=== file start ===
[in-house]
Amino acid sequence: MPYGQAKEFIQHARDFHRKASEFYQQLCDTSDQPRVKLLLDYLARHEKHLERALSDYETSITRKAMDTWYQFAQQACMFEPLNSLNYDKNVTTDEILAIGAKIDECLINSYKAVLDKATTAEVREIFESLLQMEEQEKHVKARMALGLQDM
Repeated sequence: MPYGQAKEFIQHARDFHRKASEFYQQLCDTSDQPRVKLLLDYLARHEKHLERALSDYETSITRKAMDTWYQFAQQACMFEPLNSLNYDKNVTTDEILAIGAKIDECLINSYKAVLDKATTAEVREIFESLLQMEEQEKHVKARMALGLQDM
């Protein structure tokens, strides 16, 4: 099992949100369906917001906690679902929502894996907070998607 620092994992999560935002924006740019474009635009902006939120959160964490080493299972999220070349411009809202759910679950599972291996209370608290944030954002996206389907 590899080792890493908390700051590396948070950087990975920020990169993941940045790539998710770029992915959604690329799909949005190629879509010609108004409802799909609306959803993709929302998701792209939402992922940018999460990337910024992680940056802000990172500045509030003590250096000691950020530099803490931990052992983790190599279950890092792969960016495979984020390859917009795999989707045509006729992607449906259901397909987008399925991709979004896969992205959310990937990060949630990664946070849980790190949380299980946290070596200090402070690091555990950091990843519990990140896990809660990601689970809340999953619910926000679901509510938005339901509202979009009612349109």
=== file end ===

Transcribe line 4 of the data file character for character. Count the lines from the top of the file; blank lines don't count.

């Protein structure tokens, strides 16, 4: 099992949100369906917001906690679902929502894996907070998607 620092994992999560935002924006740019474009635009902006939120959160964490080493299972999220070349411009809202759910679950599972291996209370608290944030954002996206389907 590899080792890493908390700051590396948070950087990975920020990169993941940045790539998710770029992915959604690329799909949005190629879509010609108004409802799909609306959803993709929302998701792209939402992922940018999460990337910024992680940056802000990172500045509030003590250096000691950020530099803490931990052992983790190599279950890092792969960016495979984020390859917009795999989707045509006729992607449906259901397909987008399925991709979004896969992205959310990937990060949630990664946070849980790190949380299980946290070596200090402070690091555990950091990843519990990140896990809660990601689970809340999953619910926000679901509510938005339901509202979009009612349109």